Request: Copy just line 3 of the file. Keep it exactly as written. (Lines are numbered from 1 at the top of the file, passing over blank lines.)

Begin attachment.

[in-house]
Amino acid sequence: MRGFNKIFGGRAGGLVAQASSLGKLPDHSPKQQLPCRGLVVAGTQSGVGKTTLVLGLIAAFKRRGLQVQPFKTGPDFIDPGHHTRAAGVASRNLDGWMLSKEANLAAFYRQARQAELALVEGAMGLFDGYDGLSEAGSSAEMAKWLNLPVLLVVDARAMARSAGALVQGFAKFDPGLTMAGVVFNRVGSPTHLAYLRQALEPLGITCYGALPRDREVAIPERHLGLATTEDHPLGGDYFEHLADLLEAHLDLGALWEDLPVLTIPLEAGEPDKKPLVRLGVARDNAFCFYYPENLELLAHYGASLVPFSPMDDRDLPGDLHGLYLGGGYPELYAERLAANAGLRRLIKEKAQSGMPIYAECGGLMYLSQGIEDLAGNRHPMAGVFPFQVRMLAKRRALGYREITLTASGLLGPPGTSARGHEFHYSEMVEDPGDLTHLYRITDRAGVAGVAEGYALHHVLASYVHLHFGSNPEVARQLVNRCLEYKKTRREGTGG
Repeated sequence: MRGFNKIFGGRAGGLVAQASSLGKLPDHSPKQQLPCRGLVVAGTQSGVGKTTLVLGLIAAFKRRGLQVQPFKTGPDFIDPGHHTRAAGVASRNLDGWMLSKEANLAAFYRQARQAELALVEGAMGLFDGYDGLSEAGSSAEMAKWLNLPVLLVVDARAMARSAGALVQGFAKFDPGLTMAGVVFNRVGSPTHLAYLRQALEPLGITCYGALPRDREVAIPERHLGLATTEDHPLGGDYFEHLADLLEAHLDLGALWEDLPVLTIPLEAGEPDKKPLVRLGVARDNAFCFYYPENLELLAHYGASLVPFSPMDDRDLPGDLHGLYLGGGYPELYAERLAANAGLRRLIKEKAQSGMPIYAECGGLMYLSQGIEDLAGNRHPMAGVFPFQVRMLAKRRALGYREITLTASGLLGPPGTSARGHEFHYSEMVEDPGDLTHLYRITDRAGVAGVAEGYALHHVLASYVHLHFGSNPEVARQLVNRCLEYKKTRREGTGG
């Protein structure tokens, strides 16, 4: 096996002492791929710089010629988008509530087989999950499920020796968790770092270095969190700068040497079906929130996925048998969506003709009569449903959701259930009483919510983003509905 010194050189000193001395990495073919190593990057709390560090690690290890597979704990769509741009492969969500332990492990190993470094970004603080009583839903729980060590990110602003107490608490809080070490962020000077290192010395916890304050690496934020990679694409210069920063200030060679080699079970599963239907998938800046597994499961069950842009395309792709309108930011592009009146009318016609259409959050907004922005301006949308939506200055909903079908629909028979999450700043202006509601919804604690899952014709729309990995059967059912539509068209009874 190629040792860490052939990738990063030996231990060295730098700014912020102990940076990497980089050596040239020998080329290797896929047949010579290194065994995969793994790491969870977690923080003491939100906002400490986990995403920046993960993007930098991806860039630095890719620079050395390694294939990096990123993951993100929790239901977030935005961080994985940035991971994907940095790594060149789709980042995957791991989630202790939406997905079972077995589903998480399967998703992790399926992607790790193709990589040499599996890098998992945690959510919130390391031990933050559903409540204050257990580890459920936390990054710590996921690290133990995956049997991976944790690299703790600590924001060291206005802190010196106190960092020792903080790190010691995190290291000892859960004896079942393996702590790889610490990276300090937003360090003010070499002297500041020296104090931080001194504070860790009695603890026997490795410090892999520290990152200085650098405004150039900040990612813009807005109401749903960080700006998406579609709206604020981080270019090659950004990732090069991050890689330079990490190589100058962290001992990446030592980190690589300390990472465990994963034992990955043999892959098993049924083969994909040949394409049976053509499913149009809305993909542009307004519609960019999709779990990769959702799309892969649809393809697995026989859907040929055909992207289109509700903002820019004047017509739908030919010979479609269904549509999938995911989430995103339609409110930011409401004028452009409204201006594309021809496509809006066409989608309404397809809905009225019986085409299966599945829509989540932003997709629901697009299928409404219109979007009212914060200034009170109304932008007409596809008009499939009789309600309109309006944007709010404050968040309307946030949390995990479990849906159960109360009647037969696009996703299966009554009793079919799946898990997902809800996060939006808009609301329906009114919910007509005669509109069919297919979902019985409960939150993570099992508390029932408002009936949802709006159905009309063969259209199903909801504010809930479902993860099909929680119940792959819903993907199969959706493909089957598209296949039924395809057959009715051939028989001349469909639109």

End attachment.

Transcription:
Repeated sequence: MRGFNKIFGGRAGGLVAQASSLGKLPDHSPKQQLPCRGLVVAGTQSGVGKTTLVLGLIAAFKRRGLQVQPFKTGPDFIDPGHHTRAAGVASRNLDGWMLSKEANLAAFYRQARQAELALVEGAMGLFDGYDGLSEAGSSAEMAKWLNLPVLLVVDARAMARSAGALVQGFAKFDPGLTMAGVVFNRVGSPTHLAYLRQALEPLGITCYGALPRDREVAIPERHLGLATTEDHPLGGDYFEHLADLLEAHLDLGALWEDLPVLTIPLEAGEPDKKPLVRLGVARDNAFCFYYPENLELLAHYGASLVPFSPMDDRDLPGDLHGLYLGGGYPELYAERLAANAGLRRLIKEKAQSGMPIYAECGGLMYLSQGIEDLAGNRHPMAGVFPFQVRMLAKRRALGYREITLTASGLLGPPGTSARGHEFHYSEMVEDPGDLTHLYRITDRAGVAGVAEGYALHHVLASYVHLHFGSNPEVARQLVNRCLEYKKTRREGTGG